There are no participation trophies. The scoreboard is the scoreboard.
Which is why University of Massachusetts football coach Walt Bell said that there might have been some improvements, but in a 51-10 beatdown, they might be hard to see.
"Going into this game, we thought we'd do a little better stopping the run, and all credit to Marshall [because] they're a really good front," he said. "We've got to continue to be better on first down. We converted some third downs today, but not near enough. We've got to continue to avoid critical errors. We have to find a way to run the football effectively. It's still not good enough.
"We have to go find a way to improve and go find us a win."
The Minutemen hung with 16th-ranked Marshall for more than a quarter on Saturday afternoon in Huntington, W. Va. It was only a two-score game until the final 38 seconds of the second quarter, when Sheldon Evans scored on a 11-yard run. That made it 31-10 at intermission. That was too large a hill to climb for the now 0-2 Minutemen.
"We had chances. The scoreboard doesn't say it but when you're building a program, you look for a victory every single chance you get," Bell said in a post-game Zoom conference. "We had chances. We were in a 7-7 football game."
There is no glass-is-half-full result from this game. But the play of true freshman quarterback Will Koch had to at least make the coaches feel a little better, and stop the merry-go-round from the Georgia Southern game, where Koch, Josiah Johnson and then-starter Mike Fallon all got playing time. Redshirt freshman Garrett Dzuro did get in and take his first collegiate snaps. The game did belong to Koch, who was 12 of 18 for 99 yards. He had one touchdown pass and was sacked three times in the game. Koch also ran the ball nine times for a net five yards. Most of the negative yardage on the ground came on his three sacks.
"I think he played well, but I have to go watch the tape, find out about his eye discipline," Bell said of Koch, "find out about how he truly did."
Koch was the third of the three quarterbacks to get in against Georgia Southern. For Marshall, the freshman knew by the middle of the week.
"Probably Wednesday, Wednesday-ish," said Bell, when asked when he and the staff made the decision.
Koch's first drive was a quick three-and-out. He ran the ball for four yards, Ellis Merriweather lost three on a run, and then Koch misfired on a pass to Samuel Emilus. That forced a George Georgeopoulos punt, a boomer that travelled 55 yards. Marshall started the drive on its 33, and also went three-and-out.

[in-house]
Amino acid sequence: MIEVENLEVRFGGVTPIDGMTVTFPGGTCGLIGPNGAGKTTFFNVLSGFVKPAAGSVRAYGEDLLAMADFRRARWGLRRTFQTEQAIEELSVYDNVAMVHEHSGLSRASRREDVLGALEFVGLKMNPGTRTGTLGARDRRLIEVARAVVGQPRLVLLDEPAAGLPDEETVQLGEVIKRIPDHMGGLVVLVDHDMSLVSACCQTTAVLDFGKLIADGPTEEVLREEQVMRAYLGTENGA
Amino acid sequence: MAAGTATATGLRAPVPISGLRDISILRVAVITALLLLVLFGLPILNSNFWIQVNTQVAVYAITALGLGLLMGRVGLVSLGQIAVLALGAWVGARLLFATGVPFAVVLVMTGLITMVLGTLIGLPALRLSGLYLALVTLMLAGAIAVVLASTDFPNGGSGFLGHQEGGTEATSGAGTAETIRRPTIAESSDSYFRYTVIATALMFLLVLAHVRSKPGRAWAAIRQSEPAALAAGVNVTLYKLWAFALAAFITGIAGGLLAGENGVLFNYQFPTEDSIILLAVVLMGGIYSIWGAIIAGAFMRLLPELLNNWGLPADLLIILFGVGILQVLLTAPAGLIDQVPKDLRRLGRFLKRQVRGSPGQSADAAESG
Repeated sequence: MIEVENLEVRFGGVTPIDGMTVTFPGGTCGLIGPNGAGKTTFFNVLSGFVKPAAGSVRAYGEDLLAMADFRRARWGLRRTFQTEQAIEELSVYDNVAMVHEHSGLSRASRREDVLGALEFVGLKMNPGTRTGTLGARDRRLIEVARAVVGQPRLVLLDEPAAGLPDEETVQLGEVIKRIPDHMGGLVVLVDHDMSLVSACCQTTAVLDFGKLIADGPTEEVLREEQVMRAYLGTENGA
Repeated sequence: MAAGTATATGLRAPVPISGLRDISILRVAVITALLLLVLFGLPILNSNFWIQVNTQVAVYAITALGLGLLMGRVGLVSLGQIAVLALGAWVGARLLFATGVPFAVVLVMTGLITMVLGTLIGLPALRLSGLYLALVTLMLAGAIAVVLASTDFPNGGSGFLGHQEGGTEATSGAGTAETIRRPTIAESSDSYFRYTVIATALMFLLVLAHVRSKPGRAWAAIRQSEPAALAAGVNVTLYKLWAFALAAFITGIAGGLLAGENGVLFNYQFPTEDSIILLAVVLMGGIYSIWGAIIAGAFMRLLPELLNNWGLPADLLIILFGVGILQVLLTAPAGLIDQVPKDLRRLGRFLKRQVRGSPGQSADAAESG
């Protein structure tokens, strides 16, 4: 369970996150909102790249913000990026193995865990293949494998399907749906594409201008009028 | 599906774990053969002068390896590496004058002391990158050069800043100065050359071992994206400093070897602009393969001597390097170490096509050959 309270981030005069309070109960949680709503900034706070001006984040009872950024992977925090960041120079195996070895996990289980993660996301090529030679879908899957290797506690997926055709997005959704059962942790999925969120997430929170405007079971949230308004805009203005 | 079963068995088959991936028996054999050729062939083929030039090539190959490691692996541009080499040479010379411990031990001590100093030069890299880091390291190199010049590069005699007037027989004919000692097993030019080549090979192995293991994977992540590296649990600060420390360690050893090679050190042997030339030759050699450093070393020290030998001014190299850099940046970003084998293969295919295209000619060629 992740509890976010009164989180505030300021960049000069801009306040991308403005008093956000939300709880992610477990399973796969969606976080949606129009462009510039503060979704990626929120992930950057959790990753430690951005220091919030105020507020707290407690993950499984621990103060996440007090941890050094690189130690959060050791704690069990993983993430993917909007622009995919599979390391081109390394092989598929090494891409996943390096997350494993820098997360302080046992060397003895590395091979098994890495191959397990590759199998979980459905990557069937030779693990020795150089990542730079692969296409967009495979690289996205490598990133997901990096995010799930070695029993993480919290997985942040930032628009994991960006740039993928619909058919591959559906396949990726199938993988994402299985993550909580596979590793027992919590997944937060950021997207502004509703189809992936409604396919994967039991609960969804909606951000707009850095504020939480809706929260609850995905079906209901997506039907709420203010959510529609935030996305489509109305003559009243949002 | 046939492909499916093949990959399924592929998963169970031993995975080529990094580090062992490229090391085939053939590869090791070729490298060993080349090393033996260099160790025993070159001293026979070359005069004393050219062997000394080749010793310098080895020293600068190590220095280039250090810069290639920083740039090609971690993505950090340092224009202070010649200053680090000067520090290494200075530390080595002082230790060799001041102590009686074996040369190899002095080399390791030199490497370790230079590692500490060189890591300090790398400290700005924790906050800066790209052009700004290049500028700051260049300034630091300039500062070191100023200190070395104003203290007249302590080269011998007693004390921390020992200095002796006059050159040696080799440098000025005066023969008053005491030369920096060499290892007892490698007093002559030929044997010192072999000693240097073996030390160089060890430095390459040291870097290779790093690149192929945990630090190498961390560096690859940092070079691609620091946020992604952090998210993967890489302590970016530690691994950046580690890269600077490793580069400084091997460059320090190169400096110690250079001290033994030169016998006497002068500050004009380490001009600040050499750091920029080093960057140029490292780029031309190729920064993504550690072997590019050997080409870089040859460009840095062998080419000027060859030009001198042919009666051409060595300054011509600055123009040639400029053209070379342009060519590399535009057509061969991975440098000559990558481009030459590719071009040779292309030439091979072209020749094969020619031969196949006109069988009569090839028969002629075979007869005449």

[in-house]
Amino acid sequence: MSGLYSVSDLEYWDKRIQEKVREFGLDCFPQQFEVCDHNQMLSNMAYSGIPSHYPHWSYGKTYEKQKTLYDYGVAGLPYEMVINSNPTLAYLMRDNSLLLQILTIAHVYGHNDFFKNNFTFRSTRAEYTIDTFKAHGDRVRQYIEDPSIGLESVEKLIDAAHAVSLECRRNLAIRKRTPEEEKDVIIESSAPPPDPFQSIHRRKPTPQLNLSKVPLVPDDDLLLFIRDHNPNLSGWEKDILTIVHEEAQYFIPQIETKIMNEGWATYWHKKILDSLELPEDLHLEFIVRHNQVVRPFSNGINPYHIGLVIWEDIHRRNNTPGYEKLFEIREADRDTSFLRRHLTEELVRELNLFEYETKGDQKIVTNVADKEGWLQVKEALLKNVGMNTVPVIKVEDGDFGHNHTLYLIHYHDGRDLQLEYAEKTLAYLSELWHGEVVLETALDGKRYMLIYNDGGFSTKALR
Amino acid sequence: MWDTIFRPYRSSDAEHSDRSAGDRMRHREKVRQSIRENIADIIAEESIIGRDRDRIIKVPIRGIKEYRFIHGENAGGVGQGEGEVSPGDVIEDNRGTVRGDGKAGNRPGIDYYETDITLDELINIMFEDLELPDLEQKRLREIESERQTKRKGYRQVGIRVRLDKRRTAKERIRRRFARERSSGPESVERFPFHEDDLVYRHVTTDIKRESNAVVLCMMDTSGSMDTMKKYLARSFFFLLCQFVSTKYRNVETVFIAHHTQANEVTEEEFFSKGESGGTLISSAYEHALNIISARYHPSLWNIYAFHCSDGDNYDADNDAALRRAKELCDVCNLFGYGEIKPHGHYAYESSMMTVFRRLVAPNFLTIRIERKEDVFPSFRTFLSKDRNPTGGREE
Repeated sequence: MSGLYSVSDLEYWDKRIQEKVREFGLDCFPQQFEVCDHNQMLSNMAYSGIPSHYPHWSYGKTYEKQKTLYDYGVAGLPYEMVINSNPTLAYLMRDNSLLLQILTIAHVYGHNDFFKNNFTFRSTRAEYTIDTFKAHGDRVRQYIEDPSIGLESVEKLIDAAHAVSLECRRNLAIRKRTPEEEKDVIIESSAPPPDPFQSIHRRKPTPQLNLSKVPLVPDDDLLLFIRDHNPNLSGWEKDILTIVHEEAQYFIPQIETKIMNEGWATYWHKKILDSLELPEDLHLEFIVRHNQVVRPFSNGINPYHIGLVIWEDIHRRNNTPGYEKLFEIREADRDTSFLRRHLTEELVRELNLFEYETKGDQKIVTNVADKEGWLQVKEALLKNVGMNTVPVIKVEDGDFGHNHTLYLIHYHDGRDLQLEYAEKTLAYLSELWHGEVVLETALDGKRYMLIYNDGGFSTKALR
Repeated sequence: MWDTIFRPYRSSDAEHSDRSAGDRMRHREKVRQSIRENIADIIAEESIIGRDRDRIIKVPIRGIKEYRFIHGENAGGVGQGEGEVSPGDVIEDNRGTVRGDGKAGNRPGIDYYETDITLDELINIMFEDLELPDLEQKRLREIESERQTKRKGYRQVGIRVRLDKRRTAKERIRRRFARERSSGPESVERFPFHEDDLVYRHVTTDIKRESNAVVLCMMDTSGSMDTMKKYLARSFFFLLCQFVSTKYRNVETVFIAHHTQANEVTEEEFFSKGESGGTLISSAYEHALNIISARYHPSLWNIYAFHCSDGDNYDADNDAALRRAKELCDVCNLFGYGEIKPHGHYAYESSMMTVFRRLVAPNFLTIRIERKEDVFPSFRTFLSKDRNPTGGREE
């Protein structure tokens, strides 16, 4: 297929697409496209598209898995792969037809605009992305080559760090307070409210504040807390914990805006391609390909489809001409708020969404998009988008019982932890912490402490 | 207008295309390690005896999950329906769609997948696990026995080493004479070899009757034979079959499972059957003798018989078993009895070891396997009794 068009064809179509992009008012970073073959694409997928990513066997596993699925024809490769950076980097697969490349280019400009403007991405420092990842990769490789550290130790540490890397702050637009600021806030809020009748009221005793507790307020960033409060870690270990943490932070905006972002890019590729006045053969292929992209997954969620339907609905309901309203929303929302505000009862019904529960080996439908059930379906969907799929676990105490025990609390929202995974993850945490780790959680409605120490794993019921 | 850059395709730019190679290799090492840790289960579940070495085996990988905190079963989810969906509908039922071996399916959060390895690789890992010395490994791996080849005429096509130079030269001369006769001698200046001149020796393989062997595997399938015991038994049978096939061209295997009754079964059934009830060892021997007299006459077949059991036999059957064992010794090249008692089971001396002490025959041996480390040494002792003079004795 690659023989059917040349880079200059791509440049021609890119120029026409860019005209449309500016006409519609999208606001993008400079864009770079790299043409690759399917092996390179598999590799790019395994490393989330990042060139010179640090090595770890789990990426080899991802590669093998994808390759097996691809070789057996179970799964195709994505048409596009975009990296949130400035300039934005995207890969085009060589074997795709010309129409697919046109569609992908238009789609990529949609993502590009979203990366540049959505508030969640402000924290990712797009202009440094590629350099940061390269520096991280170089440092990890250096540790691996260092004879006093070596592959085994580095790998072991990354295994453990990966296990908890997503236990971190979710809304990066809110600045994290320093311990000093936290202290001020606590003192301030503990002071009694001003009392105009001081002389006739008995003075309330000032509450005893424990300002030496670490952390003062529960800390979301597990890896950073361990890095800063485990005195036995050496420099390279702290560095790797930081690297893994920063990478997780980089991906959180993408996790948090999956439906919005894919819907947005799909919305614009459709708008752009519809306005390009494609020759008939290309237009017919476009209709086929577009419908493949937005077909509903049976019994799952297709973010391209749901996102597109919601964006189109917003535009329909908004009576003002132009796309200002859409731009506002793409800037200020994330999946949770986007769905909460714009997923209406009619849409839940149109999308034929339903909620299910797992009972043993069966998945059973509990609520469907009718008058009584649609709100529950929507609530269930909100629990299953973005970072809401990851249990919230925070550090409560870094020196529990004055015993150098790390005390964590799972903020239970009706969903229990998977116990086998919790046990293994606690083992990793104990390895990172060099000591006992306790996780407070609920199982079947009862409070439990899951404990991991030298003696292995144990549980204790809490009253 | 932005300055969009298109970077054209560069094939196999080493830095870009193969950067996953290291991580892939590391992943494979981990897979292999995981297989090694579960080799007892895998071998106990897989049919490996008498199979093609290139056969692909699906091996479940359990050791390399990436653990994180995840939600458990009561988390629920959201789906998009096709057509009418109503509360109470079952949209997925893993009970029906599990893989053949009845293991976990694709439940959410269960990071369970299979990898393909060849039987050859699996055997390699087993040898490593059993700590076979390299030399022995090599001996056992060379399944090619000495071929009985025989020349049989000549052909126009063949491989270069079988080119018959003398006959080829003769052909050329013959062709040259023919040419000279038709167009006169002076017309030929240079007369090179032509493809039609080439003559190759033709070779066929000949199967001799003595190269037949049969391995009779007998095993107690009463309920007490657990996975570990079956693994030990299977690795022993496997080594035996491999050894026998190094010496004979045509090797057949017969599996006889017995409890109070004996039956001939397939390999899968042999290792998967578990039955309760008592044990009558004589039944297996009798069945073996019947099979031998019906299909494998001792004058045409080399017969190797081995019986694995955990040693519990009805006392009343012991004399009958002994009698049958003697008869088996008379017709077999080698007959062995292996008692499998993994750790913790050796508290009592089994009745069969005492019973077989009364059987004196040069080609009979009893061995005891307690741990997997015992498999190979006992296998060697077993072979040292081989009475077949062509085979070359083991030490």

Trailing 7-0 after the Thundering Herd (6-0) scored the first time it had the ball, UMass took over and marched from their 20. Koch ran for four yards and a first down, and then had a facemask penalty tacked on. On the next play, Koch hit tight end Taylor Edwards for 37 yards. Safety Brandon Drayton might have saved a touchdown.
Two plays later, the Minutemen scored their first touchdown of the season. Emilus was lined up behind the left tackle and went in motion across the formation. He leaked out into space, Koch hit him in stride, and Emilus went the two yards for the touchdown. Jeremy Martin's PAT made it 7-7.
A quick three-and-out or a short drive would have helped, but a 13-play, 4 minute, 52 second drive, took whatever momentum had away from the visitors. The Herd converted on two third-down plays, one coming when cornerback Noah Boykin was called for pass interference against Marshall's Corey Gammage. Two plays later, Brenden Knox scored on a 20-yard run.
It is hard for a team to score when the other team runs 20 more offensive plays and had more possession time in each of the four quarters. But what Bell's biggest concern was, looking back on Saturday, was the team's inability to get good field position to start drives.
"Starting field position is a huge metric for me. Two games in a row, we have been really behind the eight-ball," Bell said. "I bet they probably had a 15, 18, 20-yard starting field position advantage. Any time you play with that type of deficit, you're going to lose 85-90 percent of the time."
Of UMass' seven offensive drives in the first half, only one drive started outside the 30-yard line. That was because Marshall's kicker booted a kickoff out of bounds.
UMass' first-half drives started on their 11, 20, 9, 6, 9, 25 and 35.
It was the third time in five games that Marshall had given up 10 or fewer points. The Herd was coming off a 20-9 win over Florida Atlantic on Oct. 24. FAU will host UMass on Nov. 21.
"We wanted to come out in the second half and shut that team out," Marshall coach Doc Holliday said, "and that's what they did. I'm proud of the way the defense responded in the second half."
For the Minutemen, it's back to Amherst and back to COVID-19 testing. They'll have to pass tests before getting back on the field to prepare for Florida Atlantic.
"We were not good enough to win this football game," Bell said. "We cannot wait to get back to work as soon as we possibly can."